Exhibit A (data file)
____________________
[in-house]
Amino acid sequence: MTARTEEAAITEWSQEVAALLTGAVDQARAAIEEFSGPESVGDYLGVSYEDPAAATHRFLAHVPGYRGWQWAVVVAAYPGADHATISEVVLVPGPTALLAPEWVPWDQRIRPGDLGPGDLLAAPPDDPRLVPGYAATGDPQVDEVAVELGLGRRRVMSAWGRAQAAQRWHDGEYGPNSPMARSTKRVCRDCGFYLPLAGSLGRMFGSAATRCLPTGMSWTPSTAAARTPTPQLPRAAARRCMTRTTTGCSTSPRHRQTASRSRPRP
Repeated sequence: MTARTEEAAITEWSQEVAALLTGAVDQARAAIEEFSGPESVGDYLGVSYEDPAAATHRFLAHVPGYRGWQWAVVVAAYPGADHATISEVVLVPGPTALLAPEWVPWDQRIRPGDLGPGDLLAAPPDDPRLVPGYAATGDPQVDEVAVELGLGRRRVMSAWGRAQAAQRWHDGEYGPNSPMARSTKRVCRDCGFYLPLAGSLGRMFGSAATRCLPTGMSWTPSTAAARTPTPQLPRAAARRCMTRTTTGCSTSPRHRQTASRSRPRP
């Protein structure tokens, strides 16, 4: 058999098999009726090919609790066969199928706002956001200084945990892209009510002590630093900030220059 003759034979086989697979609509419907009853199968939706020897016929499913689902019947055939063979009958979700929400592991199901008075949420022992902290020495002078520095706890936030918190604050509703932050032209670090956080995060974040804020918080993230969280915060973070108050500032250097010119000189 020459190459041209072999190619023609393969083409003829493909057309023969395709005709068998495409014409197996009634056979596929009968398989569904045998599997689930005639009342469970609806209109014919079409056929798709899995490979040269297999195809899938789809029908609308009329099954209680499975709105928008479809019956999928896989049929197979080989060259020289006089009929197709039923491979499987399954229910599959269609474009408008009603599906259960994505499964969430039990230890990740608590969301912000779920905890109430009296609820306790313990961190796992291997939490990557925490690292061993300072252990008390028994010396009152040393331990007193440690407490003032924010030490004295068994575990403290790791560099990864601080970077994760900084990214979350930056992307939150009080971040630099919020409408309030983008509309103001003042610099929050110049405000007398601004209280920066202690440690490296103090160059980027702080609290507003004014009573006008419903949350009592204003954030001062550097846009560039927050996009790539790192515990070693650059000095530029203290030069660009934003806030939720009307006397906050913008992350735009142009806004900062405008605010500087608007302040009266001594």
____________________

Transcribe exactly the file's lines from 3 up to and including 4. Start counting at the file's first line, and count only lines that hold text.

Repeated sequence: MTARTEEAAITEWSQEVAALLTGAVDQARAAIEEFSGPESVGDYLGVSYEDPAAATHRFLAHVPGYRGWQWAVVVAAYPGADHATISEVVLVPGPTALLAPEWVPWDQRIRPGDLGPGDLLAAPPDDPRLVPGYAATGDPQVDEVAVELGLGRRRVMSAWGRAQAAQRWHDGEYGPNSPMARSTKRVCRDCGFYLPLAGSLGRMFGSAATRCLPTGMSWTPSTAAARTPTPQLPRAAARRCMTRTTTGCSTSPRHRQTASRSRPRP
């Protein structure tokens, strides 16, 4: 058999098999009726090919609790066969199928706002956001200084945990892209009510002590630093900030220059 003759034979086989697979609509419907009853199968939706020897016929499913689902019947055939063979009958979700929400592991199901008075949420022992902290020495002078520095706890936030918190604050509703932050032209670090956080995060974040804020918080993230969280915060973070108050500032250097010119000189 020459190459041209072999190619023609393969083409003829493909057309023969395709005709068998495409014409197996009634056979596929009968398989569904045998599997689930005639009342469970609806209109014919079409056929798709899995490979040269297999195809899938789809029908609308009329099954209680499975709105928008479809019956999928896989049929197979080989060259020289006089009929197709039923491979499987399954229910599959269609474009408008009603599906259960994505499964969430039990230890990740608590969301912000779920905890109430009296609820306790313990961190796992291997939490990557925490690292061993300072252990008390028994010396009152040393331990007193440690407490003032924010030490004295068994575990403290790791560099990864601080970077994760900084990214979350930056992307939150009080971040630099919020409408309030983008509309103001003042610099929050110049405000007398601004209280920066202690440690490296103090160059980027702080609290507003004014009573006008419903949350009592204003954030001062550097846009560039927050996009790539790192515990070693650059000095530029203290030069660009934003806030939720009307006397906050913008992350735009142009806004900062405008605010500087608007302040009266001594």